Should we regulate?
In a recent post here on Futurisms responding to a CNN interview about the pending “gamepocalypse,” I described some common moves that futurists make, including a kind of predictive overreach. But the CNN interview demonstrates another futurist trope. The basic formula of “this new thing will come, and it’ll change everything” must be followed by “but there will be some inevitable downsides,” which must in turn be followed by … well, in the case of the CNN interview, this exchange follows:
CNN: Should we create regulations to keep [those downsides] from happening?
[Carnegie Mellon professor Jesse Schell:] That’s hard for me to imagine. These things are going to creep up on us one by one, and it’s going to be up to what can people take, and what can people tolerate?
Schell also notes that “We all have choices to make about what aspects of our privacy we want to give away.”
Its use in the context of gaming shows just how inadequate (even silly) is the rights-versus-regulation framework into which so many people want to force many of our most important public ethical discussions. We’re talking about computer games, folks. Blood or money would have to be flowing in the streets before any sensible defenders of liberal democracy would call for governmental regulation (and predictions of such dire consequences are usually bandied about when people do call for regulation). But once the question of regulation has been raised and dismissed, that’s pretty much the end of the discussion. Thereafter, the assumption is libertarian: If government isn’t the way to go, everything else is just a matter of unrestrained personal preference.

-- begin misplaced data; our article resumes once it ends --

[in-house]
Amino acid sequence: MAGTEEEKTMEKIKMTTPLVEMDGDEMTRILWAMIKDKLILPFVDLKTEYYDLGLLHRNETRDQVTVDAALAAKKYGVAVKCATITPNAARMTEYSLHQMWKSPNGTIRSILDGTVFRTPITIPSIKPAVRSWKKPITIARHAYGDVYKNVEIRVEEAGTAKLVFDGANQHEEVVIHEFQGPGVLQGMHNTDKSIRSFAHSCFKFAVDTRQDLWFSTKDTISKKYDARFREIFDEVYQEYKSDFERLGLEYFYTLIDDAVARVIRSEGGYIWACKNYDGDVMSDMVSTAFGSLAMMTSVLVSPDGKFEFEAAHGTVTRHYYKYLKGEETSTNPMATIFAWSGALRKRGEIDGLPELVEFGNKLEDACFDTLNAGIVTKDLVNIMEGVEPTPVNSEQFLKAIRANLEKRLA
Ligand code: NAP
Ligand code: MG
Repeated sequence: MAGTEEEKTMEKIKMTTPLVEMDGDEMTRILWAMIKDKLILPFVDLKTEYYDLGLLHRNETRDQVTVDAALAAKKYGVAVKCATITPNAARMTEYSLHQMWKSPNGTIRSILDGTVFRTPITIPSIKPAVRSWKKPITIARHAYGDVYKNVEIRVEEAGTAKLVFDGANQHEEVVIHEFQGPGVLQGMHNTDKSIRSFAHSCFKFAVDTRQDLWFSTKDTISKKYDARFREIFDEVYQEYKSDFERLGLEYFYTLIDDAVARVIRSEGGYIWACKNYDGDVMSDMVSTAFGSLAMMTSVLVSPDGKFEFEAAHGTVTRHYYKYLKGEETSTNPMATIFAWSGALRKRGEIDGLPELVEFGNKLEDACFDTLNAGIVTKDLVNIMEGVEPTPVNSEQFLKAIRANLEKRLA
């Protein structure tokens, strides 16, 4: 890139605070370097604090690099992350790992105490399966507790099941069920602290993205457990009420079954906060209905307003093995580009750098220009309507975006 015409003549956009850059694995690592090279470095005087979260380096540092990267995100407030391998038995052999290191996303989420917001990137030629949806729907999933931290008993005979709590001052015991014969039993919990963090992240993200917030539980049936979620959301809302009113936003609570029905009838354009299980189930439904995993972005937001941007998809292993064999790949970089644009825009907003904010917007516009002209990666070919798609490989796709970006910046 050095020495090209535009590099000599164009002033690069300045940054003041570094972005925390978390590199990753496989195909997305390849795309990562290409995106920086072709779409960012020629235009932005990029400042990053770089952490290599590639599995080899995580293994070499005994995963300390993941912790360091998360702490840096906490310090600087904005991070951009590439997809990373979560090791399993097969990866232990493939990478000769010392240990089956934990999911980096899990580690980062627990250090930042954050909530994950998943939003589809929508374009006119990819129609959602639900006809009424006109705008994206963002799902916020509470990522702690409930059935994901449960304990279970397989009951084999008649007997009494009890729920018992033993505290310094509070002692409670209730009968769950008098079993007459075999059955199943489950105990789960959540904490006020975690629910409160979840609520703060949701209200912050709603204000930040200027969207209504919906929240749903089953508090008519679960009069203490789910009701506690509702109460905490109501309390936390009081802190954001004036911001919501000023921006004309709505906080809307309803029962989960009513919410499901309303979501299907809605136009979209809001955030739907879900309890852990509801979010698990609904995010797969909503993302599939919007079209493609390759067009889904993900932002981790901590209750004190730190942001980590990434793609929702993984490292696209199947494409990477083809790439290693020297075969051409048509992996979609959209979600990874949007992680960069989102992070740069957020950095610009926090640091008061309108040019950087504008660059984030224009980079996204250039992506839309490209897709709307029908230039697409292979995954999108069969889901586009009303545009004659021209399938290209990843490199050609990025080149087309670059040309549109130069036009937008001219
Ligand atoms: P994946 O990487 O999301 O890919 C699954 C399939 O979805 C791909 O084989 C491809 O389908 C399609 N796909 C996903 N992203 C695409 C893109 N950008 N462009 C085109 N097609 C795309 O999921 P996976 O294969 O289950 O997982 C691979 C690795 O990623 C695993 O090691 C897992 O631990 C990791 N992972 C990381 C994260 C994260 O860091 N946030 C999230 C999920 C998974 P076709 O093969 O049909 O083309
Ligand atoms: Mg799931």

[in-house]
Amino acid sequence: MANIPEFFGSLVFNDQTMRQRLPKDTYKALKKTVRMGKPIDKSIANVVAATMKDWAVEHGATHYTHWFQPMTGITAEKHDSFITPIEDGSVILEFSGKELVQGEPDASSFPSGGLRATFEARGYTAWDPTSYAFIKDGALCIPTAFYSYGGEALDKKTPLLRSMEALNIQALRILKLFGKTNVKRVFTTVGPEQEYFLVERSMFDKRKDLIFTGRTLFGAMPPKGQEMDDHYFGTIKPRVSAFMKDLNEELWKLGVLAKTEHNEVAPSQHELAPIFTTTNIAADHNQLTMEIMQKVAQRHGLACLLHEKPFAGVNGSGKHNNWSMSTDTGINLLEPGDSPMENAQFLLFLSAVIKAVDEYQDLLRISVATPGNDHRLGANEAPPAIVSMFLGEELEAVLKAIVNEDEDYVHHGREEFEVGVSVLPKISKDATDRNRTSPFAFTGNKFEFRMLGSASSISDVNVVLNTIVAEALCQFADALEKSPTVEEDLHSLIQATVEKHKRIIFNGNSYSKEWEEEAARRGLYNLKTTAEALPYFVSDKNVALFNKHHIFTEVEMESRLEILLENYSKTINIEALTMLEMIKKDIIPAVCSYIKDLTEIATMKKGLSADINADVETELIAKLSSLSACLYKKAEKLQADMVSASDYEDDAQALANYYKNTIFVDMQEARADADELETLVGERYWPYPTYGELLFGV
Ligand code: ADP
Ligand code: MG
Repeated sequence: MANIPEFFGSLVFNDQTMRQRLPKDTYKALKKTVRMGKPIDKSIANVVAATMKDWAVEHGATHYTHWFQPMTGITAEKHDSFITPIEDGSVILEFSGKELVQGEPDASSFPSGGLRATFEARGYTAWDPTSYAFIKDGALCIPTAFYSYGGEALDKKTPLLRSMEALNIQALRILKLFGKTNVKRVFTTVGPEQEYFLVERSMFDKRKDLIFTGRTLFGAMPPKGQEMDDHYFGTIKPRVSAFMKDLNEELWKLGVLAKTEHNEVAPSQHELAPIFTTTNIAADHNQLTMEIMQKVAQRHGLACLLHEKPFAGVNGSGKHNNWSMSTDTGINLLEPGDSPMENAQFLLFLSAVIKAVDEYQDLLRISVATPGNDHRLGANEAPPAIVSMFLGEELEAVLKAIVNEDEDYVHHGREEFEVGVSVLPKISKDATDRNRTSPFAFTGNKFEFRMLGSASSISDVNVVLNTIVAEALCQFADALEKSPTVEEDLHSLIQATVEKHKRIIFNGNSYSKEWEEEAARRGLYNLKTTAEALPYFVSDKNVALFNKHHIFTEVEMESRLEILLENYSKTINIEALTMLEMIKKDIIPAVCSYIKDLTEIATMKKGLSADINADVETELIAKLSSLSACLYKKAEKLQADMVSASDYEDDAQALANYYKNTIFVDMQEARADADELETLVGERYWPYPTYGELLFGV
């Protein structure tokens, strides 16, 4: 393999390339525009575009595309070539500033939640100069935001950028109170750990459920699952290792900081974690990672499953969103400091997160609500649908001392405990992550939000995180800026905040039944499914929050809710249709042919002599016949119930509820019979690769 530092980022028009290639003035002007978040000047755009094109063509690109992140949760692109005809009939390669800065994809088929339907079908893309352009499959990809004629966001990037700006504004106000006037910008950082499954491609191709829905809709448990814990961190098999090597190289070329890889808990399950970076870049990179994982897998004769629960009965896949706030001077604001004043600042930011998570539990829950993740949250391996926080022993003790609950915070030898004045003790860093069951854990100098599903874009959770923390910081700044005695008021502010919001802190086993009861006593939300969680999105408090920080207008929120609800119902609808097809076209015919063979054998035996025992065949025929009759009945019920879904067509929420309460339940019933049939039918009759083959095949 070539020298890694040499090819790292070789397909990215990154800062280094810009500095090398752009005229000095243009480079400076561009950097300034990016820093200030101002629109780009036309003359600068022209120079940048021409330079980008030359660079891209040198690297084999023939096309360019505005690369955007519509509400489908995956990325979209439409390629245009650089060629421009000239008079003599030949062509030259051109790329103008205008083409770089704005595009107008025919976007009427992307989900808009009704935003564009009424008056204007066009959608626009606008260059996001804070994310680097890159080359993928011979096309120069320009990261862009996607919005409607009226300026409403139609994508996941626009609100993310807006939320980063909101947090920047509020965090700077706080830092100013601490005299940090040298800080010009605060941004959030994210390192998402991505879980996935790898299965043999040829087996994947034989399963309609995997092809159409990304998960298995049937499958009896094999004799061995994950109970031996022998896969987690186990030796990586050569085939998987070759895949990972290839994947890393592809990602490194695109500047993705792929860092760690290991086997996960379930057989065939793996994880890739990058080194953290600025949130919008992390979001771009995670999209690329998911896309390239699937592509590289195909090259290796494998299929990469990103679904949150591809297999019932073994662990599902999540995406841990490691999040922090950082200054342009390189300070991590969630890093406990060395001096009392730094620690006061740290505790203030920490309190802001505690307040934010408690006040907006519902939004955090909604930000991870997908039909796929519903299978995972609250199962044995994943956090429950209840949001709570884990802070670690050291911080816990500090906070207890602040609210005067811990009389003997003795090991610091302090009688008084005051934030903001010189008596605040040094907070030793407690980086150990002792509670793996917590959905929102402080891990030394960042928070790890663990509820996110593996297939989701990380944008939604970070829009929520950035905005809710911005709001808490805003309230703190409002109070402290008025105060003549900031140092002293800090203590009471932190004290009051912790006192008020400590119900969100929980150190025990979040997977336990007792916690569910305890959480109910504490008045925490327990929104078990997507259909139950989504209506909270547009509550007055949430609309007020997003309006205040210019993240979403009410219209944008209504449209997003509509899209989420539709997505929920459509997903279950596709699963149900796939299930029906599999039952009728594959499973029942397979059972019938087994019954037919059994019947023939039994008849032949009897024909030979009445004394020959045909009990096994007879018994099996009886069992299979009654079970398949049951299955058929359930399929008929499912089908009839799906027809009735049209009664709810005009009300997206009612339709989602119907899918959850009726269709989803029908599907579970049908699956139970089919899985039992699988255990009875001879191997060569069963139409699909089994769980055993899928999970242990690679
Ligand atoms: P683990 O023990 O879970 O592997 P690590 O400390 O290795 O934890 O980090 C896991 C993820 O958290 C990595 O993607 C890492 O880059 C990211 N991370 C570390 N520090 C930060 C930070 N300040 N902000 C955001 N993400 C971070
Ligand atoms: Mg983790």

The Other Paradox of Choice
What’s missing from this picture is what the next step should really be. Once we’ve all agreed that some particular activity is basically within the realm of individual rights and beyond the realm of governmental regulation, the debate should shift away from the legal and turn to the good and bad of the activity itself. This is a blessing of liberal democracy: we’re free to decide what choices we want to make, and so discussing which ones are good or bad for us becomes our privilege and our responsibility.
And yet the self-avowed defenders of choices, rights, and freedom all too often ignore (or even shout down) any serious discussion about how we should make those choices and exercise those freedoms. They tend to pooh-pooh moral considerations.
There’s a well-known “paradox of choice” in which the more we have to choose from, the harder it is to make a choice or be satisfied with it. But there seems to be another odd paradox of choice: the more vigorously someone preaches about rights and choices, the more tyrannical that person will consider any public conversation about how best to exercise those rights and make those choices.
Yeah, Well, You Know, That’s Just Like, Uh, Your Opinion, Man